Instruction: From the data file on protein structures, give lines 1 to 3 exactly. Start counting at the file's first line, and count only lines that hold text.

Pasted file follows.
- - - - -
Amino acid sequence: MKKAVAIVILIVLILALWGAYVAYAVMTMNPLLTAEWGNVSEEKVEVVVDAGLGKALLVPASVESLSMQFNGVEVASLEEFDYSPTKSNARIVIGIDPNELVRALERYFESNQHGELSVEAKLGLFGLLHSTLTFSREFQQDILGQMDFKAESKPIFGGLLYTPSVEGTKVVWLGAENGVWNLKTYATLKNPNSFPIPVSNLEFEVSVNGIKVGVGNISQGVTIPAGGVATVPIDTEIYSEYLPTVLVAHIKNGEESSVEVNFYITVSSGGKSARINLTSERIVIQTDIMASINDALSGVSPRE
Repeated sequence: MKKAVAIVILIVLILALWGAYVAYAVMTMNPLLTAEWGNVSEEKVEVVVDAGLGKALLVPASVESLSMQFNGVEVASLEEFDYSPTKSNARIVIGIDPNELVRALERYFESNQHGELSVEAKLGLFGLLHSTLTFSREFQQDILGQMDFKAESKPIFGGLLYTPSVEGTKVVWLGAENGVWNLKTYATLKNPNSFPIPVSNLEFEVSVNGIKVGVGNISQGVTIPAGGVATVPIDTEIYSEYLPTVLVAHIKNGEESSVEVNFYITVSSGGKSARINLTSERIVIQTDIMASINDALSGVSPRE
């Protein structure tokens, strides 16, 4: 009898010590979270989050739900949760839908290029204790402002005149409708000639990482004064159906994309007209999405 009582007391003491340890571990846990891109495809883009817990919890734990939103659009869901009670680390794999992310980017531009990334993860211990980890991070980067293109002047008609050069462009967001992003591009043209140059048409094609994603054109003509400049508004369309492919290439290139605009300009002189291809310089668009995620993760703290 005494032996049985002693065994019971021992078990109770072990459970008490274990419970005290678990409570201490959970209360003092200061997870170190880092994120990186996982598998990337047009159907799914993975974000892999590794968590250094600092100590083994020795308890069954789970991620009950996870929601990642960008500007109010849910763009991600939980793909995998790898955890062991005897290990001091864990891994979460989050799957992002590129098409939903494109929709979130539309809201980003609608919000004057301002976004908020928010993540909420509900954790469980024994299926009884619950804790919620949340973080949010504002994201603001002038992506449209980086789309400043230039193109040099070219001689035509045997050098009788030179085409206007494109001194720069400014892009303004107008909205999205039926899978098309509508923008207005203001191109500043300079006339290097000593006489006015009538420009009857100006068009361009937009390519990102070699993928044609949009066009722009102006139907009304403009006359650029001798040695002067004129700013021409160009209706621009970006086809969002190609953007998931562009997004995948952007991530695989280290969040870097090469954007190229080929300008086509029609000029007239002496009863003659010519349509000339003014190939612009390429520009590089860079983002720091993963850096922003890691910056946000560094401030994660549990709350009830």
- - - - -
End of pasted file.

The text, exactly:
Amino acid sequence: MKKAVAIVILIVLILALWGAYVAYAVMTMNPLLTAEWGNVSEEKVEVVVDAGLGKALLVPASVESLSMQFNGVEVASLEEFDYSPTKSNARIVIGIDPNELVRALERYFESNQHGELSVEAKLGLFGLLHSTLTFSREFQQDILGQMDFKAESKPIFGGLLYTPSVEGTKVVWLGAENGVWNLKTYATLKNPNSFPIPVSNLEFEVSVNGIKVGVGNISQGVTIPAGGVATVPIDTEIYSEYLPTVLVAHIKNGEESSVEVNFYITVSSGGKSARINLTSERIVIQTDIMASINDALSGVSPRE
Repeated sequence: MKKAVAIVILIVLILALWGAYVAYAVMTMNPLLTAEWGNVSEEKVEVVVDAGLGKALLVPASVESLSMQFNGVEVASLEEFDYSPTKSNARIVIGIDPNELVRALERYFESNQHGELSVEAKLGLFGLLHSTLTFSREFQQDILGQMDFKAESKPIFGGLLYTPSVEGTKVVWLGAENGVWNLKTYATLKNPNSFPIPVSNLEFEVSVNGIKVGVGNISQGVTIPAGGVATVPIDTEIYSEYLPTVLVAHIKNGEESSVEVNFYITVSSGGKSARINLTSERIVIQTDIMASINDALSGVSPRE
């Protein structure tokens, strides 16, 4: 009898010590979270989050739900949760839908290029204790402002005149409708000639990482004064159906994309007209999405 009582007391003491340890571990846990891109495809883009817990919890734990939103659009869901009670680390794999992310980017531009990334993860211990980890991070980067293109002047008609050069462009967001992003591009043209140059048409094609994603054109003509400049508004369309492919290439290139605009300009002189291809310089668009995620993760703290 005494032996049985002693065994019971021992078990109770072990459970008490274990419970005290678990409570201490959970209360003092200061997870170190880092994120990186996982598998990337047009159907799914993975974000892999590794968590250094600092100590083994020795308890069954789970991620009950996870929601990642960008500007109010849910763009991600939980793909995998790898955890062991005897290990001091864990891994979460989050799957992002590129098409939903494109929709979130539309809201980003609608919000004057301002976004908020928010993540909420509900954790469980024994299926009884619950804790919620949340973080949010504002994201603001002038992506449209980086789309400043230039193109040099070219001689035509045997050098009788030179085409206007494109001194720069400014892009303004107008909205999205039926899978098309509508923008207005203001191109500043300079006339290097000593006489006015009538420009009857100006068009361009937009390519990102070699993928044609949009066009722009102006139907009304403009006359650029001798040695002067004129700013021409160009209706621009970006086809969002190609953007998931562009997004995948952007991530695989280290969040870097090469954007190229080929300008086509029609000029007239002496009863003659010519349509000339003014190939612009390429520009590089860079983002720091993963850096922003890691910056946000560094401030994660549990709350009830």